This is a technique used by the credit officers to evaluate credit proposal submitted by company especially by the production concern.
S          stands for Strength.
W        stands for Weakness.
O         stands for Opportunity
T          stands for Threats.
This analyzes the inherent strength of the company, resilience, brand loyally, endowments etc.
It analyzes the inherent weakness of a company, such as management supply risk etc.
This analyzes the opportunity which will be available to a company in near future, such as tax, incentives, export credit facilities etc.
It analyze the threats which may face by the company such as legal barrier, withdraw of tax, exemption, international law, withdraw of most favorable nation (MFN) and GDP facilities etc.
6.10     CIB Report from Bangladesh Bank:
It stands for Credit Information Bureau report. CIB is a department by Bangladesh Bank to help the all-banking and financial Institutions by providing the latest report in the customers, who enjoy credit for facilities more than 10 Lac Taka. According to Bangladesh Bank order no bank can provide only credit facilities more than Tk. 10 Lac, without having CIB report from Bangladesh Bank. If there is any adverse report on raw customer, which represent-classified loan no bank can provide any credit facilities to that customer. This is a unique facility provided by Bangladesh Bank to its entire member Bank/Financial Institutions. Even the Central Bank of India does not provide this type of facilities through there is some credit rating agencies in India. This report includes various latest information's on the customer having outstanding liability of Tk. 10 lac and above and recently Bangladesh Bank is making arrangement to make it to Tk. 1 lack and above. In addition to legal obligation this report helps a credit officer to evaluate a customer along with its all sister concerns/partners.
6.11.1 Bank Perspective:
NBL is a unique characteristic in its loan Management. To make it sure that, there will be no bad loan in its loan portfolio; NBL established a loan monitoring and supervision cell headed by an Assistant Vice President under the nursing of its chief advisor. They frequently visit customer premises/business whether the loan amount which is taken is used properly or not, sometimes it happens that customers need more fund or other type of facilities to run its business : profitably. The monitoring authority takes necessary steps to meet the customers need.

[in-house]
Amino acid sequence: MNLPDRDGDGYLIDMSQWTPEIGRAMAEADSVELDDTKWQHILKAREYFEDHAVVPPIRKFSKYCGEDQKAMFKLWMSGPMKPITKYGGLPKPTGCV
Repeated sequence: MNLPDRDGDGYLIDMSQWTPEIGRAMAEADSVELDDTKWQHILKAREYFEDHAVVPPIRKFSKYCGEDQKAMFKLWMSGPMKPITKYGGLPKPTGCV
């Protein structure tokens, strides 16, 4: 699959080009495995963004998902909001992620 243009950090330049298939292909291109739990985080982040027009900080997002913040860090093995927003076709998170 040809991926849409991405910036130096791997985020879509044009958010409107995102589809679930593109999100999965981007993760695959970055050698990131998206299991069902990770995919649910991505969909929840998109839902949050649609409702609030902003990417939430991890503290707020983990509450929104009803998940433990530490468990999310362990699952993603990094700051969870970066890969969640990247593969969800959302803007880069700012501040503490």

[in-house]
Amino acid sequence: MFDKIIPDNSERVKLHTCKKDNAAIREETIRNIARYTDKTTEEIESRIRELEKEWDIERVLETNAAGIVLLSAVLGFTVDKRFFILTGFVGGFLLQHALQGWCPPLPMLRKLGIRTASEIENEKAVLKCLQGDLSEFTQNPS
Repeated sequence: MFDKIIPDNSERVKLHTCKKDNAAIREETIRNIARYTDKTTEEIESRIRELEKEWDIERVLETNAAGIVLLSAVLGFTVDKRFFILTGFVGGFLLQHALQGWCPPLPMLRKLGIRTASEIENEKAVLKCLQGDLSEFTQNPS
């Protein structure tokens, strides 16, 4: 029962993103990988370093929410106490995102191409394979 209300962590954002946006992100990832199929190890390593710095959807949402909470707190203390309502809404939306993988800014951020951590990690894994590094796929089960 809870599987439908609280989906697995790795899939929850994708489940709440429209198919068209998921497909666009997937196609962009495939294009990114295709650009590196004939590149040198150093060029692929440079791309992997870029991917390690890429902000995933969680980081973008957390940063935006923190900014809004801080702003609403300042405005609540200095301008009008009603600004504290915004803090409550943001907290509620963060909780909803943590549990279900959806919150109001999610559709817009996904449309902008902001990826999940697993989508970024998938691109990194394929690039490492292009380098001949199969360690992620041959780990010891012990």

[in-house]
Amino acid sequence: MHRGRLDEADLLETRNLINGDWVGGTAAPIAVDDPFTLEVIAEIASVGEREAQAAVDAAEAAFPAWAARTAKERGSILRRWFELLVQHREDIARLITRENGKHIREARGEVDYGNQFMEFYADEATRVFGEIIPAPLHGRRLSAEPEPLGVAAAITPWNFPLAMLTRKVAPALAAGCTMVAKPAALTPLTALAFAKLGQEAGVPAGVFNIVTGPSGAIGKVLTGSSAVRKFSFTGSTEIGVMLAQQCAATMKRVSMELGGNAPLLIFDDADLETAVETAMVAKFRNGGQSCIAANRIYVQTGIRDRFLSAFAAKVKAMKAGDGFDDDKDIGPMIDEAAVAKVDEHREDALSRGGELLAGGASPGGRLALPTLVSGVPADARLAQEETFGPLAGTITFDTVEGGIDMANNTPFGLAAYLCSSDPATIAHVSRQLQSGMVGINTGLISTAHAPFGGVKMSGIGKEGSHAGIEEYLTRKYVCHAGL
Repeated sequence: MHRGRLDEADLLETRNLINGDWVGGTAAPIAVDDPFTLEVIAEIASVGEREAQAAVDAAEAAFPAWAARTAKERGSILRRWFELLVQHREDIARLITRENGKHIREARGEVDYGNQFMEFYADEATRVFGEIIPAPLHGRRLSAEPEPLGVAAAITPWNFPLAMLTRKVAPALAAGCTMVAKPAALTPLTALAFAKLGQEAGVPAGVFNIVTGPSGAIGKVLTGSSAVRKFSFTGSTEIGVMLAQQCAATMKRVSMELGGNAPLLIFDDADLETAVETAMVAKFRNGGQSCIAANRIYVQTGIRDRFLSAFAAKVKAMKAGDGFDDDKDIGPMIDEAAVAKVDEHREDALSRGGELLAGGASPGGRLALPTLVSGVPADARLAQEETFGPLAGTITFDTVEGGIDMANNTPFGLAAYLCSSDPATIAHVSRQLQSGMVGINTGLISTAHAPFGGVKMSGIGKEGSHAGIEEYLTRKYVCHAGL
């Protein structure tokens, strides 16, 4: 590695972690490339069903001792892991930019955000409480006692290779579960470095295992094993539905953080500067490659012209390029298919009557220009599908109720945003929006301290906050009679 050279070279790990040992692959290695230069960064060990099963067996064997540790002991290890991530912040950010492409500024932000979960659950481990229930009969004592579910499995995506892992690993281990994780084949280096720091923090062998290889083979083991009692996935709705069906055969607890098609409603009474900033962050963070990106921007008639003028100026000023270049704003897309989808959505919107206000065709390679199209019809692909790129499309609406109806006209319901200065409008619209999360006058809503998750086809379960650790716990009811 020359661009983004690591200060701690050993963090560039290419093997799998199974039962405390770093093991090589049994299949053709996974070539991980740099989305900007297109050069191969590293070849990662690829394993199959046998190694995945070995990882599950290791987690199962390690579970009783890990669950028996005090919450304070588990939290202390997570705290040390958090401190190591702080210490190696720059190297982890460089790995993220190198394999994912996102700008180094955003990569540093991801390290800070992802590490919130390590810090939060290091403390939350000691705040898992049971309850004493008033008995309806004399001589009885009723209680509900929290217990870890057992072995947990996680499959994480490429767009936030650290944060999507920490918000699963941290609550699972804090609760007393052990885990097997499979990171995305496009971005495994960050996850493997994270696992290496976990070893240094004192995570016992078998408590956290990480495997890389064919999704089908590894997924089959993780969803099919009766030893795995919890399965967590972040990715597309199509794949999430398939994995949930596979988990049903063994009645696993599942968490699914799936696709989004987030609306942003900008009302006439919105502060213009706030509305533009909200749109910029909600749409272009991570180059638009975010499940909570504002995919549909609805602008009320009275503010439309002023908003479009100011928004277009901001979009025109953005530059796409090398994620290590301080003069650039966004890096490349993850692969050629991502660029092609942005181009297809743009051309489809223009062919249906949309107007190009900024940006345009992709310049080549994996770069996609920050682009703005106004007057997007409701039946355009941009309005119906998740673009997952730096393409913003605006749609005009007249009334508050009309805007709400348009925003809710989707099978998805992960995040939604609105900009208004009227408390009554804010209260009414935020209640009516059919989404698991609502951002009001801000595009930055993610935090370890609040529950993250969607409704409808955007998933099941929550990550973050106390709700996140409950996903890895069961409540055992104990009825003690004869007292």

6.11.2 Bangladesh Bank Perspective:
The Bangladesh Bank formulates and implements monetary and Bank supervision policies and advises the Government on economic policy within the framework of the Bangladesh Bank order 1972. The Banking companies/company Act, 1991 and the Financial Institution Act, 1993 that give the Bangladesh Bank general powers to direct banks and financial institutions to conduct monetary policy and to specify and implements prudential rules and requirements.
Bangladesh Bank is empowered to conduct inspection of the scheduled Bank under section 44 of Banking companies Act, 1991 Section 44 of the Act says the Bangladesh Bank at any time may either, or its own motion or on being directed to do so by the Government shall, cause an inspection to be made by one or more of its of any banking company and its books of account.
An inspection team normally consisting of a Deputy Directors as a term leader and two Assistant Directors inspects each bank branch. In case of large branches having advances of Tk. 5.00 Crore and above a Joint Director leads the inspection team instead of a Deputy Director. The leader of the team fixes up time and place where the team wills meet on the date of Inspection. The leader of the team is supplied with a. directive for inspection, which is addressed to the Manager of the branch co'\1cerned. The team reaches the concerned bank branch before it opens for transactions and cash is brought out of the vault. The first duty of the team is to take into their custody. Casebook and general ledger before starting physical verification of cash balance. It includes the verification of foreign currencies, prize bonds, stamp and stamp papers and stock of checkbooks, D. D. forms and shares & securities. Usually the books off account of the book are examined as on a particular data but inspections, especially to find out cases of violation of Bank Company Act, 1991, Credit restrictions and other instructions issued by Bangladesh Bank and Government from time to time.